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How to build a business using the initial of your first name

Paul Ryan | November 22, 2017

Continuous improvement is a driver in any successful business. The struggle for many is being able to maintain the drive, the perseverance, patience, and motivation to continually improve. 

Even more so, when capital and cash flow keep you up at night. 

So how do you maintain the motivation and the drive?

Mentors, networking groups, business seminars are aplenty but what gets you through the day to day grind and challenges.

It’s always important to see the lighter side of what you’re trying to achieve so let’s see if you can build a business using the initial of your first name as a guiding influence.

If you can create a little guiding influence that resonates with you personally then it just might be the motivation and accountability tool that drives you forward.

Here’s my 10 point accountability tool.

Partnerships – build relationships with people, other business owners, clients and the community. Build as many partnerships as you can as they could become the best source of new business or new opportunities.

Payment – please don’t forget as a self-employed person you are not guaranteed a paycheque on a Friday. For you to be paid, you need paying customers so you need to have a clear understanding of your time management, systems, processes and profit margins.

I see so many people not valuing their time. A customer will always want the best possible price and at times you will need to discount or provide something extra however never devalue yourself or your business.

Persistence – for a business to be successful the owners have to be persistent as you will experience highs and lows on a regular basis. Some persist, others find the challenge too tough but if you believe in what you are doing go for it. The key to persisting is to be able to identify how you can experience more highs than lows.

People – surround yourself with good people. You can have the best idea in the world but if the people or team around you don’t have the same belief then the business will struggle. People that have belief in the business will go outside their comfort zone and also do the little things to help the business be more effective.

Plan – yes it is important to have an overall business plan but what plans do you have in place on a daily and weekly basis. Make Friday the day you plan what you need to achieve the following week and see how many meeting you have scheduled. If the calendar is bare then you can’t expect to achieve your plan.

Play – play around with ideas and sales pitches. As a self-employed person, you are a salesperson. It doesn’t matter if you are selling a service, product or an investment proposal you still have to influence and prove to the client what you’re offering has substance and that they should proceed – it is called selling.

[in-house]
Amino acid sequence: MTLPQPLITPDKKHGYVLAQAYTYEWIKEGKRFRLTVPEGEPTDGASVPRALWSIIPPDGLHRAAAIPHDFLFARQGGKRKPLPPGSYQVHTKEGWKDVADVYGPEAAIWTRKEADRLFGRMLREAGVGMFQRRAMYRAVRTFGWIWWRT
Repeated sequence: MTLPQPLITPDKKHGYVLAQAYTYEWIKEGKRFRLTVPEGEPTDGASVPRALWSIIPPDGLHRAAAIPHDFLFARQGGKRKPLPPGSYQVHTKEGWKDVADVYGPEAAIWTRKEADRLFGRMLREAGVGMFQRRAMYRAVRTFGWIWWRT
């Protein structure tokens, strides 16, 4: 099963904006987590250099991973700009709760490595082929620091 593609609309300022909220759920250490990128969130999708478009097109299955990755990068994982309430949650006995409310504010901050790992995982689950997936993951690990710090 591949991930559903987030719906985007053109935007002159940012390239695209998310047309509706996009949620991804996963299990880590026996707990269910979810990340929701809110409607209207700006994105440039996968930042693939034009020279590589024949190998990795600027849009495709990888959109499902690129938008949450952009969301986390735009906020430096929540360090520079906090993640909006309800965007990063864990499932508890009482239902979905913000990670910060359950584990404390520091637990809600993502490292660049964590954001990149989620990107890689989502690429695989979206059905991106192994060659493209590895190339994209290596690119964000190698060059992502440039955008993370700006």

So many self-employed people don’t see themselves as salespeople

So play – treat it as meeting new friends or simply play act. Put an imaginary hat on and play a role similar to what an actor does in playing a part in a movie.

It doesn’t have to be you, its business.

Poor me – you’ve probably got a minute otherwise no one is listening. Keep the glass half full.

Process – what processes do you have in your business to ensure your customers have the best possible experience?

Procrastinate – don’t procrastinate. It is much easier to say than to act on. Recently, I was working with a group of 10 self-employed people and they were asked to write down the one thing they would like to stop doing for their business to move forward. Everyone had written “stop procrastinating” 

Quick question, what’s the Nike slogan?

Proud – be proud of what you do. I meet a guy a couple of weeks ago who just started his own I.T business. When I asked him what the business was he looked down at the ground and mumbled IT Services.

If you aren’t proud of what you do why would a client buy from you?

Like the mentor, networking groups and keynote speakers, there is nothing necessarily new in the above. It is simply delivered from a different perspective or experience. It’s personal and in my case, with a capital P.

I’d love to hear your first name initial plan. I hope this helps in some way.


Great Article Paul, I know for me the Plan, People and Persistence are the big three we focus on, but I am definitely going to review the others you mentioned now.

Keeping in line with the first initial theme, I think a successful business is built on the following foundations - sight, scope, shape, spend and sow.

Sight – without understanding your vision how can anyone expect to maintain their motivation which leads me to Scope.

Scope – without a true purpose around your vision most people cannot work hard without being rewarded because their purpose is not enough of a motivator - it’s that simple.